E Grenga, C Lawry & D Stevens - "Technomobile No 2" - (1:32)
Rick Miller - "Future Directions" - (2:41)
Robin Artus & Paul Kass - "Turbo Motion" - (2:40)
Robin Artus & Paul Kass - "Automation" - (1:18)
Harry Forbes - "Utilities" - (1:29)
Johnny Hawksworth - "The Beginning" - (1:53)
Harry Forbes - "Time Lapse" - (0:44)
Paul Williams - "Poseidon" - (2:17)
Kerry Beaumont - "Cuboid" - (0:56)
Harry Forbes - "Remote Control" - (3:04)
Barry Schleifer - "Moving Patterns" - (2:07)
Paul Kass - "Instroscan No 2" - (1:37)
Harry Forbes - "Communications" - (2:14)
Robin Artus & Paul Kass - "Panorama No 2" - (1:01)
Harry Forbes - "Drone No1" - (0:30)
Harry Forbes - "Tomorrow's Achievements" - (2:49)
Since launching, Public Information have impressed with stylistically varying releases from contemporary artists such as Ekoplekz, Austin Ceaser, No UFOs and Gatekeeper's Aaron David Ross as well reissuing the work of the overlooked British electronic musician FC Judd. Tomorrow's Achievements: Parry Music Library 1976-86 sees the label indulge their archival tendencies with a compilation made up from an exclusive trip to the archives of the Toronto-based music institution. The bewildering 25 track selection covers proto-Balearic house, electronic disco, drone, and weird radiophonic electronica, most of which will be faintly recognizable to those of a certain age. Once again Public Information have excelled themselves with yet another esoteric release that illuminates the strange alternate reality their aesthetic occupies, and is easily the best collection of library sounds since Permanent Vacation's first Space Oddities collection was released in 2008.
For their next trick, classic cult label Honest Jon's serve up a collection of field recordings of the Mijikenda tribes, made in different spots in and around Mukunguni village, coastal Kenya. There's 14 in total, and it proves a fascinating listen: first track, the creepily percussive "Ndema" is played to sound like a bat, with shrill frequencies intended to heal the village sick, the chant of "Dena" is haunting, "Matatizo" is fantastic acapella pop, while elsewhere multi drums are utilised to chase away "Pepo Mlume", the devil who poisons the imagination. Essential listening.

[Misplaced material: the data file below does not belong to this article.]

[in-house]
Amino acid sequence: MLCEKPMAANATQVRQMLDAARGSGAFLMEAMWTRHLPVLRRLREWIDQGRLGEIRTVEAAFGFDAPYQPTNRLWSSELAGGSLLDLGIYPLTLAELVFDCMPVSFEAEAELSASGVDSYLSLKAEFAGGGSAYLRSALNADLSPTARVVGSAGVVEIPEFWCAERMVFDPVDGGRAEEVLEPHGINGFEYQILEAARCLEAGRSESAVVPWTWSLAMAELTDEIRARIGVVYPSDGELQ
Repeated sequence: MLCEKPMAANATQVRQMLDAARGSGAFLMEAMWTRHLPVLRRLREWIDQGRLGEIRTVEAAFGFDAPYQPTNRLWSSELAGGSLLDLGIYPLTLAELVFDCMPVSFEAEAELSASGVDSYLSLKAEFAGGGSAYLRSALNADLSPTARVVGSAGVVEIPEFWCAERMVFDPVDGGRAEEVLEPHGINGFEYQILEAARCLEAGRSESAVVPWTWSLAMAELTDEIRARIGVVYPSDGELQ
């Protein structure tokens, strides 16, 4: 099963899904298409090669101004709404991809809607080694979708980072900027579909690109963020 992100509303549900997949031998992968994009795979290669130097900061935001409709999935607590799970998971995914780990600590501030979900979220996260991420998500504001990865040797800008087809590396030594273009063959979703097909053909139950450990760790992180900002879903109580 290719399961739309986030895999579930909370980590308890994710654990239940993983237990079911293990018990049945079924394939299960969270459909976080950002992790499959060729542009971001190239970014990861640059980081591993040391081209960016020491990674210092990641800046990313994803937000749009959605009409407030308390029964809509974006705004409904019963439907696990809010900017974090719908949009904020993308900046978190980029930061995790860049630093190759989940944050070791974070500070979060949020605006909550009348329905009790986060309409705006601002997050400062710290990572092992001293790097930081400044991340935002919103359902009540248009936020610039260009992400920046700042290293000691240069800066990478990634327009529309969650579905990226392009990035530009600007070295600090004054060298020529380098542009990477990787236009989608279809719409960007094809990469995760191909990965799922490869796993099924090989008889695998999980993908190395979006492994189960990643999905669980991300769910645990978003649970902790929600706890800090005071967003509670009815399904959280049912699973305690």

The lovely Editions Mego just has definitely delivered the goods in 2012, and to be honest, we're pretty damn excited for this last LP by the wonderful Emeralds. As we'd expected, the record is beautifully diverse and oozing with emotion right from its opener, "Before Your Eyes", a dreamy patchwork of crestfallen melodies which blend fluidly into other utopian synth-hymns such as "Through & Through" and "The Loser Keeps America Clean" - a particularly eerie amalgamation of noises. But the whole affair wouldn't be complete without the spark and zeal of "Adrenochrome", a fast-moving quasi-electro number; or the guitar-shaped rhythms of the title track, "Just To Feel Anything", the key pieces to this enticing puzzle!
Chris Watson is a bit of a legend. Being one of the founding members of Cabaret Voltaire and later The Hafler Trio, he's an inspiring figure as much as a truly interesting source of knowledge. Touch, London's long running homebase for conceptual electronic music and experimental artists seems like a perfect match for Watson's impressionistic recordings, who has already released countless EPs for Jon Wozencroft's carefully curated imprint. This time, nature seem to be the source of Watson's inspiration, giving us "Winter" through to "Haefest" via "Lechten" and "Sumor", an eerie introspective into mother nature herself and the power of often overlooked noises and bleeps from the forest. Daunting, charismatic, and fantastic.